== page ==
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Tom 91 (2012)

Wartości Unii Europejskiej jako wartości konstytucyjne

  • Aleksander Cieśliński
31 grudnia 2012



One of the greatest challenges of legal orders of modern times is the legal status of values, since there is no doubt that every legal system needs so called moral ground, and axiology is a widely accepted part of legal reasoning. Generally, it is not easy to define what this term means as for lawyers philosophical understanding might be too ambiguous. To cover the most fundamental of values constitutionalism developed a special category named constitutional values, which is currently seen as a well established one. These are not typical norms of behaviors, as they do not evoke rights and obligations and for some they do not even resemble principles as understood by Dworkin and Alexy.
There is a common agreement for their high hierarchical position and significance in the system along with the acceptance of the position of a constitutive element of a legal structure, despite the level of generality. The external origin of values might, however, turn out to be problematic, as they are left outside the sphere of discretion of the lawmaker and their content is ready.
Still, it is not easy to answer the question of what the category of “constitutional values” means and consists of. Traditionally, there was no doubt that in order to be legally valid values had to be established by the lawmaker, but as the naturalist perspective becomes more and more popular, judicial activism tends to “discover” new values that were not introduced explicitly by legislative actions. What is more, in the liberal democracy one has to face charges of amorality or moral neutrality of law as the result of such values’ choice that might be accepted in modern pluralistic society. There is certainly a common agreement as far as for example freedom, dignity, democracy, equality or rule of law are concerned. But some quest for “real”, traditional morality that is not to be found in the catalogue.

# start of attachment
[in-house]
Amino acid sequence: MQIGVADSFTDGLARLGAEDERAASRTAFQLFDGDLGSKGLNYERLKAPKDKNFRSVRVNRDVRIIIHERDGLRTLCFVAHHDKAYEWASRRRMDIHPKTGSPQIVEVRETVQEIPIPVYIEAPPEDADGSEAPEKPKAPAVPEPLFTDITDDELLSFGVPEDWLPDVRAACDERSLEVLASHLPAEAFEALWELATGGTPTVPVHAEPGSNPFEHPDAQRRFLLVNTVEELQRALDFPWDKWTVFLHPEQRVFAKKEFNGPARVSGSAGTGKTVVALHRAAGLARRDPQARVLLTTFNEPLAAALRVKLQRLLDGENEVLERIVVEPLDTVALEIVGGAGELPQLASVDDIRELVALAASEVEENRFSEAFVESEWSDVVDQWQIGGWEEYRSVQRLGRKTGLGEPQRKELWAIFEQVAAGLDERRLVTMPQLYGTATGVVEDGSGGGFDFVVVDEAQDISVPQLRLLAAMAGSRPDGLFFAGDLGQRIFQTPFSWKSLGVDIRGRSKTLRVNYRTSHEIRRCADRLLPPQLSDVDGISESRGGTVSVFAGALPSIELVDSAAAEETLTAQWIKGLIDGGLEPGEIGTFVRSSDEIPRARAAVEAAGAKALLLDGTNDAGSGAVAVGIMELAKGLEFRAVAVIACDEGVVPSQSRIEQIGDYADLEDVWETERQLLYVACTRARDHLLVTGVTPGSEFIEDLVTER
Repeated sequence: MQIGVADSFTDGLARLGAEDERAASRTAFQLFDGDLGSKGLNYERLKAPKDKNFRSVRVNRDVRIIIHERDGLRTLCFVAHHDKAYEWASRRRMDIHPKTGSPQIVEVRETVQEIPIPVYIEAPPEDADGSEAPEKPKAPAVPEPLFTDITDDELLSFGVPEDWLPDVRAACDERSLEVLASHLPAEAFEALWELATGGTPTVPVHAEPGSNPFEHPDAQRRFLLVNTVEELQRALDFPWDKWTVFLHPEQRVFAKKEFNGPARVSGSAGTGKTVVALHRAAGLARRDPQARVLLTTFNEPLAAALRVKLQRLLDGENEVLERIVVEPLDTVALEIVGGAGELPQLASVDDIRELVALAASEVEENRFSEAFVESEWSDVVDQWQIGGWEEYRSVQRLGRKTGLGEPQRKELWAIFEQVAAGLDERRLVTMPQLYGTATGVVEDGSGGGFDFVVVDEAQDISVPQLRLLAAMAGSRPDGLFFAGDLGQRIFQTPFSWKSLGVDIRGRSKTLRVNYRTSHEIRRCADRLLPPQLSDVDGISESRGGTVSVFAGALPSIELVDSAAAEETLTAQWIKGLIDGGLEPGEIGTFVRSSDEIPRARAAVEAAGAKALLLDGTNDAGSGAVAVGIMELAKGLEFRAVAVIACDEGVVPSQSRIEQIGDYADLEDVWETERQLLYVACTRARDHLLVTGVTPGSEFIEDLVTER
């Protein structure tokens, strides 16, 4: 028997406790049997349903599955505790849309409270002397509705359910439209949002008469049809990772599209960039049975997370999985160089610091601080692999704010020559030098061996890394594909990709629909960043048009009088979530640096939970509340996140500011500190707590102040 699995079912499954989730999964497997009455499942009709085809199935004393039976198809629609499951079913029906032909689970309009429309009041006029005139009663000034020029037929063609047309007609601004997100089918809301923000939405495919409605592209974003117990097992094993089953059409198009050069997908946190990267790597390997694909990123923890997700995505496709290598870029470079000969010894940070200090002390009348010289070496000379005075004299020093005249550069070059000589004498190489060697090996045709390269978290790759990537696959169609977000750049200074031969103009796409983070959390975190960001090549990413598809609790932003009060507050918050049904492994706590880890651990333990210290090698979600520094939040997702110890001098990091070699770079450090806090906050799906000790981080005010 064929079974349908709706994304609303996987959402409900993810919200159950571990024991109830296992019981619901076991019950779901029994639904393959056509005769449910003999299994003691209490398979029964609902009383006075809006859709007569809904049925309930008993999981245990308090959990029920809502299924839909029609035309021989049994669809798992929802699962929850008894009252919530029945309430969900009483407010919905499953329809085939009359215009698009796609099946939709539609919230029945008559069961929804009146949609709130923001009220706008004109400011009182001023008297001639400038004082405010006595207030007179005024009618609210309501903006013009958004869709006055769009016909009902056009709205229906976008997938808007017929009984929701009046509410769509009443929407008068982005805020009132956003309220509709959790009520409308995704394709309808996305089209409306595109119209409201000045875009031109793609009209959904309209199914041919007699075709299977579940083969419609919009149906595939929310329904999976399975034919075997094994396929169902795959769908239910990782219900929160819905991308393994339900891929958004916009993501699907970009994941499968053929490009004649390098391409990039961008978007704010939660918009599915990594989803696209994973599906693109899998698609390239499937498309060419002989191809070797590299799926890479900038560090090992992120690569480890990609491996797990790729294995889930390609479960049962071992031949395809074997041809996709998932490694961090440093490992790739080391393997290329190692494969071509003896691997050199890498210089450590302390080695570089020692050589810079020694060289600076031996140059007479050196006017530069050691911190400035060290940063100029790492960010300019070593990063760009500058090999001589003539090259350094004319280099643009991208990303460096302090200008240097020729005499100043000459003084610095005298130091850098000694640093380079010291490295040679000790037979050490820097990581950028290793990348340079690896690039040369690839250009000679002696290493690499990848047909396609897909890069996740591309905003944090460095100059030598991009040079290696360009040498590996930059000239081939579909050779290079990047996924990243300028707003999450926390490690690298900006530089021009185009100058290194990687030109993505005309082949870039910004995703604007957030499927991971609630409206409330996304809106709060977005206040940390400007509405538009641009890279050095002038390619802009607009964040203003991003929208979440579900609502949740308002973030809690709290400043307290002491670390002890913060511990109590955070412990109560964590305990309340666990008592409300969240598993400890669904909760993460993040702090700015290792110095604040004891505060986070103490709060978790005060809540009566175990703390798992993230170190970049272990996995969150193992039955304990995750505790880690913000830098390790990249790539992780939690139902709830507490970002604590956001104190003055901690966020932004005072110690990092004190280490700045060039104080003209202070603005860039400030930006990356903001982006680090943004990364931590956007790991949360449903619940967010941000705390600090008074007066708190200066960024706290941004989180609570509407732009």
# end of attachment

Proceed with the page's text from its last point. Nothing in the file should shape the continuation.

Nowadays, all the above challenges and questions are to be considered in the European Union law since values are no longer only a theoretical concept and common constitutional values of Member States are the base for this very legal system. There is no doubt that reforms introduced by the Lisbon Treaty caused major axiological change based on the same philosophy. Before one could find particular values in the text of Treaties especially Art. 6 TEU, at least since Maastricht, and in declarations — e.g. Declaration of European Identity — since the 1970s. However, there has not been a single legal provision of the Treaties to dare to use the fundamental term „values.” This proves the significance of the new Art. 2 TEU, which not only covers a much wider list of values, but first of all names them in this exact way. On the other hand, to understand the legal nature and function values have had in EU legal order for decades, one has to consider very well developed case-law of the former ECJ. Quite instructive seems especially the way the Court guaranteed for human respect of fundamental rights at the time when there was no Treaties’ provisions regulating this issue and legal protection was based actually on unwritten law, shaped as the general principles of law. EU continental lawyers may think that this a bit “common law way” of judging and is typical for this particular legal system, but not for national orders, even if the jurisprudence of constitutional courts is concerned. In exchange constitutionalists tend to see the brand of constitutional values as strictly related to their national constitutions. This comes as part of much overheated political discussion whether the EU itself turns into a state and EU Treaties might be qualified as a Real Constitution. There is no need for that, although Treaties function in EU legal order as if they were acts of constitutional nature and what is more, the expression of constitutionalisation of the EU is no longer only a theoretical concept. Therefore, since the European Union is such a common system of member states based on commonly agreed constitutional values, what seems to be really important is to officially accept the term “Constitutional Values of the European Union” — quite unachievable for those who prefer to stay on their side of the barricade and those who see as a final consequence of its usage the United States of Europe. However, if we compare decisions of judges of both mentioned kinds of courts, as well as quite similar lists of values, their status and nature on the European and national levels, there may be no doubt that at the end of the day it turns out to be more and more easy to find common features on both sides. In this way the above term seems to be fully justifi ed and should be introduced as a new basic category of EU law.